Ultra-short-duration bond exchange traded funds provide a suitable alternative for investors who are seeking to park their cash. However, the investments do come with some risk considerations.
These conservative bond options are attracting investors turning away from long-term bonds ahead of rising rate risks, reports Daisy Maxey for the Wall Street Journal.
Bond prices have an inverse relationship with interest rates, so rising rates corresponds with falling prices.
Investors with long-duration bonds face a deeply discounted market when attempting to sell the security before maturity since rates are more likely to rise in in the long-term. Long-term bonds have more coupon payments left before the debt matures than short-term bonds. Consequently, if the interest rate rises, the long-term bond will be underpaying investors for a longer period, which makes the old debt security less attractive to investors.
Consequently, more investors are looking into ultra-short-term bond funds with durations less than a year. According to Morningstar data, ultra-short bond funds attracted $2.5 billion over the first half of the year, after bringing in $10.7 billion and $9.5 billion in 2013 and 2012, respectively.
Once the Federal Reserve lifts rates, ultra-short funds can reinvest maturing debt at higher yields. However, investors have to be aware that prices could dip.
For instance, the actively managed PIMCO Enhanced Short Maturity ETF (NYSEArca: MINT) has a 0.53% effective duration, which roughly translates to a 0.53% price decline in the event interest rates were to rise 1%. Other ultra-short-duration bond ETFs include Guggenheim Enhanced Short Duration Bond (NYSEArca: GSY), which has a 0.47% effective duration, SPDR SSgA Ultra Short Term Bond ETF (NYSEArca: ULST), which has a 0.23 year duration, and iShares Short Maturity Bond ETF(NYSEArca: NEAR), which has a 0.92 year duration.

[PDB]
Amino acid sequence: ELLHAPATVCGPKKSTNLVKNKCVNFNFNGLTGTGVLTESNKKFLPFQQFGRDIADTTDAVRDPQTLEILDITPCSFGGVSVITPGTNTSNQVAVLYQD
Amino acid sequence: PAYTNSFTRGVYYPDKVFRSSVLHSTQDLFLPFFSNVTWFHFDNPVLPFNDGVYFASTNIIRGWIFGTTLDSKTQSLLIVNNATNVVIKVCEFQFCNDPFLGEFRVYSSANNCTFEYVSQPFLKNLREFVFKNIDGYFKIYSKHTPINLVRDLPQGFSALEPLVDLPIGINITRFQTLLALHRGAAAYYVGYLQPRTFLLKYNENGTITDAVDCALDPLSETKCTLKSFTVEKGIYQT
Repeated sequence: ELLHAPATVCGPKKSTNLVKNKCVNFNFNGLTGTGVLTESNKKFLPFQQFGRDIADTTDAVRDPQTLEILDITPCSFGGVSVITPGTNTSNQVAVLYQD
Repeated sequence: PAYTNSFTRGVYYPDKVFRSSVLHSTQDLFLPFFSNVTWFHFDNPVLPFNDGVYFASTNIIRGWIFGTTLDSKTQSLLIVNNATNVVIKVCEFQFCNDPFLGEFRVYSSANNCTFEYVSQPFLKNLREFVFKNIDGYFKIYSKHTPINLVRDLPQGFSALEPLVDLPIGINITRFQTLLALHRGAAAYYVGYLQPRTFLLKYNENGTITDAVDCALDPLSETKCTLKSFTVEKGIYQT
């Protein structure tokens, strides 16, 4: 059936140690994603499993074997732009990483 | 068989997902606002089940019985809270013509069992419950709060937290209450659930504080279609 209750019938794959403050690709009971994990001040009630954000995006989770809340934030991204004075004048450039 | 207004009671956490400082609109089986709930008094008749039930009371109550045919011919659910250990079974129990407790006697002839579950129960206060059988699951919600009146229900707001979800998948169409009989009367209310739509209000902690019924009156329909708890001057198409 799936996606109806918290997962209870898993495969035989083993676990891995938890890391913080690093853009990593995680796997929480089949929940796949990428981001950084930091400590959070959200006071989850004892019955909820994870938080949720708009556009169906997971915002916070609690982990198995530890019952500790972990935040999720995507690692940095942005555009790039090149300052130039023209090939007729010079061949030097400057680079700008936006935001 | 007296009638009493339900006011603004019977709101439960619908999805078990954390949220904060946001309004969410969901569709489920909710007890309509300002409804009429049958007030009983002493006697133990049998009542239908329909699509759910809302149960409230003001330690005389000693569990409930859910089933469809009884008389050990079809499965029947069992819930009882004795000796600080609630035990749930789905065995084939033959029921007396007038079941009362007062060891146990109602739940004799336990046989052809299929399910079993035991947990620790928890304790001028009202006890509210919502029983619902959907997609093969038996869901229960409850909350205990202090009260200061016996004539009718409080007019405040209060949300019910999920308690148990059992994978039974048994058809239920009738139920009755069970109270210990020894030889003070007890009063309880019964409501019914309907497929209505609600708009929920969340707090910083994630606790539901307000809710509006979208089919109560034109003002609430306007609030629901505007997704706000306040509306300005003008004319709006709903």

“These are not money-market funds,” Sarah Bush, an analyst at Morningstar. ” You could see modest losses.”
Additionally, Stephen Kane, co-portfolio manager of the Metropolitan West Ultra Short Bond Fund, warns that while these types of funds may provide better income-generation than money market funds, investors are exposed to some credit risk. The ultra-short bond ETFs include slightly higher yielding corporate debt that are not as highly rated as U.S. Treasuries. MINT has a 0.49% 30-day SEC yield, GSY has a 1.05% 30-day SEC yield, ULST has a 0.30% 30-day SEC yield and NEAR has a 1.16% 30-day SEC yield.
Alternatively, investors can look at conservative short-duration Treasury bond ETFs, such as the iShares Short Treasury Bond ETF (NYSEArca: SHV), which has an effective duration 0.43 years and 0.07% 30-day SEC yield, and the SPDR Barclays 1-3 Month T-Bill (NYSEArca: BIL), which has a 0.15 year duration and a -0.09% 30-day SEC yield. [Rising Rate Preparation With Short-Term Bond ETFs]
For more information on the fixed-income market, visit our bond ETFs category.
Max Chen contributed to this article.
The opinions and forecasts expressed herein are solely those of Tom Lydon, and may not actually come to pass. Mr. Lydon serves as an independent trustee of certain mutual funds and ETFs that are managed by Guggenheim Investments; however, any opinions or forecasts expressed herein are solely those of Mr. Lydon and not those of Guggenheim Funds, Guggenheim Investments, Guggenheim Specialized Products, LLC or any of their affiliates. Information on this site should not be used or construed as an offer to sell, a solicitation of an offer to buy, or a recommendation for any product.